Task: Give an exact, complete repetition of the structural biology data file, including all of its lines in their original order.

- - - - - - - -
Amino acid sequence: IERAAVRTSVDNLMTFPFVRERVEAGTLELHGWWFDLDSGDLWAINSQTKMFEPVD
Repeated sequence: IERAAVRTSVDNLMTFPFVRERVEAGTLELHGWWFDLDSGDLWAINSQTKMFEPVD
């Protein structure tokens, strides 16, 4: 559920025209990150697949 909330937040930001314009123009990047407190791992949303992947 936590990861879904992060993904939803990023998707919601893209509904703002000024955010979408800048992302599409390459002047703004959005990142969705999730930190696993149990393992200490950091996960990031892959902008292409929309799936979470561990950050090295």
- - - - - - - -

Amino acid sequence: IERAAVRTSVDNLMTFPFVRERVEAGTLELHGWWFDLDSGDLWAINSQTKMFEPVD
Repeated sequence: IERAAVRTSVDNLMTFPFVRERVEAGTLELHGWWFDLDSGDLWAINSQTKMFEPVD
């Protein structure tokens, strides 16, 4: 559920025209990150697949 909330937040930001314009123009990047407190791992949303992947 936590990861879904992060993904939803990023998707919601893209509904703002000024955010979408800048992302599409390459002047703004959005990142969705999730930190696993149990393992200490950091996960990031892959902008292409929309799936979470561990950050090295």